After moving to Israel in the mid-’70s, Nisan Cohen opened the Middle East’s only museum dedicated to music boxes, player pianos, hurdy gurdies, gramophones and other devices. By Marty Friedlander
“If a man does not keep pace with his companions, perhaps it is because he hears a different drummer,” wrote Henry David Thoreau. While more than a few sites in Israel may inspire similar reflection, only one hits the nail so squarely on the head.
Nisan Cohen, the founder (and sole employee) of the Nisco Museum of Mechanical Music is both a proponent of simple living in natural surroundings, a la Walden, and a human being who “steps to the music he hears, however measured or far way” it is.
In a former life, Cohen was an American Jewish filmmaker, but after moving to Israel in the mid-’70s, he opened the Middle East’s first and only museum dedicated to music boxes, player pianos, hurdy gurdies, gramophones and other devices that produce music mechanically. His extensive collection is the product of an inquisitive mind that clearly takes pleasure in seemingly simple delights.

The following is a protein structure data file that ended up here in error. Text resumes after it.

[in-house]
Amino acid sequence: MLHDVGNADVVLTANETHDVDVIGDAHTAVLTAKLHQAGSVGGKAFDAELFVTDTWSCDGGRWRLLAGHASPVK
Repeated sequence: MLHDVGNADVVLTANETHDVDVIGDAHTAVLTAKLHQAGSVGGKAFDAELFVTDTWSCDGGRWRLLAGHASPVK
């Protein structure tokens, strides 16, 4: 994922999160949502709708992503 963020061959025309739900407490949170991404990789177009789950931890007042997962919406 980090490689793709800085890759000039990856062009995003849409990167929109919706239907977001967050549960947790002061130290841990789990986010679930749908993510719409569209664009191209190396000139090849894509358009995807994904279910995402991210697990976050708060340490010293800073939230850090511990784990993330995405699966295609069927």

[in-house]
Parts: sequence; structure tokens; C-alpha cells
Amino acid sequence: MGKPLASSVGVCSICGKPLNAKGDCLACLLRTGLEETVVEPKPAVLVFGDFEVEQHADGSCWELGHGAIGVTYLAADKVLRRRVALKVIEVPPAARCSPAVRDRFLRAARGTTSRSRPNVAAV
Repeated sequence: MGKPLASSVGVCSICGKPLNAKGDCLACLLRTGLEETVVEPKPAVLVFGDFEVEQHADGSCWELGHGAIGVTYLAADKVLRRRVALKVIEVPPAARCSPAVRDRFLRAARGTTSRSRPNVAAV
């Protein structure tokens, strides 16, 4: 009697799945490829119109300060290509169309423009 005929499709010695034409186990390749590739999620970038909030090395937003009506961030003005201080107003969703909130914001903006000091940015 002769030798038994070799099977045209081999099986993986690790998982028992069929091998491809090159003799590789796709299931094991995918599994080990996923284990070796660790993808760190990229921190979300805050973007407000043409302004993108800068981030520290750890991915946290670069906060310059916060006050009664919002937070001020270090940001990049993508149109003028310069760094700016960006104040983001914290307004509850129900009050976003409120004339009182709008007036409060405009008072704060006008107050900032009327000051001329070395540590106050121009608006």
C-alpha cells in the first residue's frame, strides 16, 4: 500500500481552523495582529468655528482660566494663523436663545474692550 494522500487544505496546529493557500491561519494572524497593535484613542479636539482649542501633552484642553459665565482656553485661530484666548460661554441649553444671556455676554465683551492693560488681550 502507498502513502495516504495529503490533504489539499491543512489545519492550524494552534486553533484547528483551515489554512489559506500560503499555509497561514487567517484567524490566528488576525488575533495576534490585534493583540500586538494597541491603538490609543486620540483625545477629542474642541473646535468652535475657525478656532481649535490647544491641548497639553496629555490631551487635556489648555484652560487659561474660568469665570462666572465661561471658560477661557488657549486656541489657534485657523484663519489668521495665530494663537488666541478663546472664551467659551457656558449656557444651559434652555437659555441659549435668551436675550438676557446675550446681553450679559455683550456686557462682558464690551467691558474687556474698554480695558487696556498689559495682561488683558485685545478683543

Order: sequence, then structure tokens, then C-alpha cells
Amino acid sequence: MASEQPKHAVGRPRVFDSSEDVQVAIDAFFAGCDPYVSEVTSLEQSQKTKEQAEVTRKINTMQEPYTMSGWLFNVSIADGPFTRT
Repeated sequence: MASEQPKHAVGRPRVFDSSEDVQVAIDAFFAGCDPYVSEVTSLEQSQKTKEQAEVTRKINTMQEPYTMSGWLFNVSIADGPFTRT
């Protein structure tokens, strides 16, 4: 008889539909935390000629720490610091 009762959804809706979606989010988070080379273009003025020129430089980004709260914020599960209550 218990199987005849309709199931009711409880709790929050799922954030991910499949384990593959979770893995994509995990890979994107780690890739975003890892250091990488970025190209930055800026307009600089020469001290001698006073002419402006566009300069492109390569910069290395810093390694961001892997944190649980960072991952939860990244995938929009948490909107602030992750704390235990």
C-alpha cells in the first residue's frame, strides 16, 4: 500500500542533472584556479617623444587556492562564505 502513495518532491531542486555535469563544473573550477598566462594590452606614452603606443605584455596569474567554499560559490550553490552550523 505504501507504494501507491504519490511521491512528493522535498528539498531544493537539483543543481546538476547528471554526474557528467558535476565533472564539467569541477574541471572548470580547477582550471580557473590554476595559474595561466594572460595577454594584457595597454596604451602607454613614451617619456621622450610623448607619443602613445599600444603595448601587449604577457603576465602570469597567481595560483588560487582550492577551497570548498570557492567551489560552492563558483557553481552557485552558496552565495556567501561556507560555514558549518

All of this would be no more than a noteworthy oddity without the electric presence of the man himself. Cohen is one of a kind, and his fascination with mechanical music machines is catching. He practically dances from instrument to instrument, and like the children of Hamelin, you line up behind him.
Guided visits last 40 minutes, and start on the hour, but it would be wise to call ahead and see if Cohen can accommodate you. You might even want to reserve the museum for a private concert, which can be tailored to your own musical predilections. Tours are NIS 30/20 for adults/children.
The Nisco Museum of Mechanical Music is located at the foot of Mount Carmel in the Ein Hod Artists’ Village, which also houses the Marcel Janco Museum of Dadaist Art and the ateliers of more than a dozen artists.
Ein Hod is on Route 7111, just two kilometers from the intersection with Route 4 (between Zichron Yaakov and Haifa). Look for the Nisco Museum sign just before the turn into Ein Hod. Telephone: (052) 4755313.
The museum is open every day of the week, from 10 A.M. to 4 P.M.